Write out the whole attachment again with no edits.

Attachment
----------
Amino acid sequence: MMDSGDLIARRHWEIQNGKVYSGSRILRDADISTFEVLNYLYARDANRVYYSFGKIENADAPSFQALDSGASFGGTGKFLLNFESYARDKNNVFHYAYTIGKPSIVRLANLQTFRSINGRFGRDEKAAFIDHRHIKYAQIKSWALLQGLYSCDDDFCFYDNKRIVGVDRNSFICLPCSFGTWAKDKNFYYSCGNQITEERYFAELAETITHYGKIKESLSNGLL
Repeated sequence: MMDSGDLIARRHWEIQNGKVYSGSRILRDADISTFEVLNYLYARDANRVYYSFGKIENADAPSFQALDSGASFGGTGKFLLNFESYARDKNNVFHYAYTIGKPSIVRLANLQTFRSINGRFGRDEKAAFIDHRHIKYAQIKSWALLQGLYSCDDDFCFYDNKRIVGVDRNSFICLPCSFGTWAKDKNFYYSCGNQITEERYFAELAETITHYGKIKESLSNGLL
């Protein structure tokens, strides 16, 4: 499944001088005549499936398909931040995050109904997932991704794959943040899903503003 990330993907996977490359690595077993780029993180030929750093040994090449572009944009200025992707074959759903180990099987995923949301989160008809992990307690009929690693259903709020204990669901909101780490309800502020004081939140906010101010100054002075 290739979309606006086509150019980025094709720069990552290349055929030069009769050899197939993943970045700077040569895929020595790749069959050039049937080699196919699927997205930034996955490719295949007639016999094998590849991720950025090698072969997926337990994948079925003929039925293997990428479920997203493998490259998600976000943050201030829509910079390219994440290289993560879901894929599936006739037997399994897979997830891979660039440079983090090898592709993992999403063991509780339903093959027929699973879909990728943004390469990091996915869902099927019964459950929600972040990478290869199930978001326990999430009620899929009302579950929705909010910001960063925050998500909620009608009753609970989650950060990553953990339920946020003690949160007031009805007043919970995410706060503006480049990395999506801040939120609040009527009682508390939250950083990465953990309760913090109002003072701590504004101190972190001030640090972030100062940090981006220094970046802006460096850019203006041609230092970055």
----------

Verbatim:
Amino acid sequence: MMDSGDLIARRHWEIQNGKVYSGSRILRDADISTFEVLNYLYARDANRVYYSFGKIENADAPSFQALDSGASFGGTGKFLLNFESYARDKNNVFHYAYTIGKPSIVRLANLQTFRSINGRFGRDEKAAFIDHRHIKYAQIKSWALLQGLYSCDDDFCFYDNKRIVGVDRNSFICLPCSFGTWAKDKNFYYSCGNQITEERYFAELAETITHYGKIKESLSNGLL
Repeated sequence: MMDSGDLIARRHWEIQNGKVYSGSRILRDADISTFEVLNYLYARDANRVYYSFGKIENADAPSFQALDSGASFGGTGKFLLNFESYARDKNNVFHYAYTIGKPSIVRLANLQTFRSINGRFGRDEKAAFIDHRHIKYAQIKSWALLQGLYSCDDDFCFYDNKRIVGVDRNSFICLPCSFGTWAKDKNFYYSCGNQITEERYFAELAETITHYGKIKESLSNGLL
């Protein structure tokens, strides 16, 4: 499944001088005549499936398909931040995050109904997932991704794959943040899903503003 990330993907996977490359690595077993780029993180030929750093040994090449572009944009200025992707074959759903180990099987995923949301989160008809992990307690009929690693259903709020204990669901909101780490309800502020004081939140906010101010100054002075 290739979309606006086509150019980025094709720069990552290349055929030069009769050899197939993943970045700077040569895929020595790749069959050039049937080699196919699927997205930034996955490719295949007639016999094998590849991720950025090698072969997926337990994948079925003929039925293997990428479920997203493998490259998600976000943050201030829509910079390219994440290289993560879901894929599936006739037997399994897979997830891979660039440079983090090898592709993992999403063991509780339903093959027929699973879909990728943004390469990091996915869902099927019964459950929600972040990478290869199930978001326990999430009620899929009302579950929705909010910001960063925050998500909620009608009753609970989650950060990553953990339920946020003690949160007031009805007043919970995410706060503006480049990395999506801040939120609040009527009682508390939250950083990465953990309760913090109002003072701590504004101190972190001030640090972030100062940090981006220094970046802006460096850019203006041609230092970055």